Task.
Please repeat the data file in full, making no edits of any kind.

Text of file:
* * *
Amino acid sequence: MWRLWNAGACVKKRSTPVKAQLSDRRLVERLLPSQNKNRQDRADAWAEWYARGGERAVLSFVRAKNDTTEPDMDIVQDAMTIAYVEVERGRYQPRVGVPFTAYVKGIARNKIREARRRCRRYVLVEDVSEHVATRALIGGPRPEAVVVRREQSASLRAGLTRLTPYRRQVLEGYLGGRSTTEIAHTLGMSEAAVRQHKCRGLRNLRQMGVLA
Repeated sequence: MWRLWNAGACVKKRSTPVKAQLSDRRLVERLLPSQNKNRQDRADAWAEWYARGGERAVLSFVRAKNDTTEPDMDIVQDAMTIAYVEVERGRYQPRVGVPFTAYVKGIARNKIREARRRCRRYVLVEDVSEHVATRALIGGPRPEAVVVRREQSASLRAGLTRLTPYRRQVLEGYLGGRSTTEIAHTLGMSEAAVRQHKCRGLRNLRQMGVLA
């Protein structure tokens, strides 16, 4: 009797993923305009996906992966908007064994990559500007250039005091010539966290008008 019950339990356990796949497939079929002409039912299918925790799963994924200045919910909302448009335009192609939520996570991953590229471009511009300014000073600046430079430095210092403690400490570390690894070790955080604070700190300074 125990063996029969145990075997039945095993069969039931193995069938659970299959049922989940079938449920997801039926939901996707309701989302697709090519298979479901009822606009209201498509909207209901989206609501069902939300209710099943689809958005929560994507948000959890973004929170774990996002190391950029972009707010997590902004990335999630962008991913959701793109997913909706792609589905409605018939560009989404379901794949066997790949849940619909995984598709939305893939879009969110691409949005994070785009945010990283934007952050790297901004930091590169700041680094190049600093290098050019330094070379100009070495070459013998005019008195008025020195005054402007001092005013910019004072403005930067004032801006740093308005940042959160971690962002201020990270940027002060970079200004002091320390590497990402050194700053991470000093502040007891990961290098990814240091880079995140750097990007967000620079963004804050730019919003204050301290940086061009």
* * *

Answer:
Amino acid sequence: MWRLWNAGACVKKRSTPVKAQLSDRRLVERLLPSQNKNRQDRADAWAEWYARGGERAVLSFVRAKNDTTEPDMDIVQDAMTIAYVEVERGRYQPRVGVPFTAYVKGIARNKIREARRRCRRYVLVEDVSEHVATRALIGGPRPEAVVVRREQSASLRAGLTRLTPYRRQVLEGYLGGRSTTEIAHTLGMSEAAVRQHKCRGLRNLRQMGVLA
Repeated sequence: MWRLWNAGACVKKRSTPVKAQLSDRRLVERLLPSQNKNRQDRADAWAEWYARGGERAVLSFVRAKNDTTEPDMDIVQDAMTIAYVEVERGRYQPRVGVPFTAYVKGIARNKIREARRRCRRYVLVEDVSEHVATRALIGGPRPEAVVVRREQSASLRAGLTRLTPYRRQVLEGYLGGRSTTEIAHTLGMSEAAVRQHKCRGLRNLRQMGVLA
């Protein structure tokens, strides 16, 4: 009797993923305009996906992966908007064994990559500007250039005091010539966290008008 019950339990356990796949497939079929002409039912299918925790799963994924200045919910909302448009335009192609939520996570991953590229471009511009300014000073600046430079430095210092403690400490570390690894070790955080604070700190300074 125990063996029969145990075997039945095993069969039931193995069938659970299959049922989940079938449920997801039926939901996707309701989302697709090519298979479901009822606009209201498509909207209901989206609501069902939300209710099943689809958005929560994507948000959890973004929170774990996002190391950029972009707010997590902004990335999630962008991913959701793109997913909706792609589905409605018939560009989404379901794949066997790949849940619909995984598709939305893939879009969110691409949005994070785009945010990283934007952050790297901004930091590169700041680094190049600093290098050019330094070379100009070495070459013998005019008195008025020195005054402007001092005013910019004072403005930067004032801006740093308005940042959160971690962002201020990270940027002060970079200004002091320390590497990402050194700053991470000093502040007891990961290098990814240091880079995140750097990007967000620079963004804050730019919003204050301290940086061009």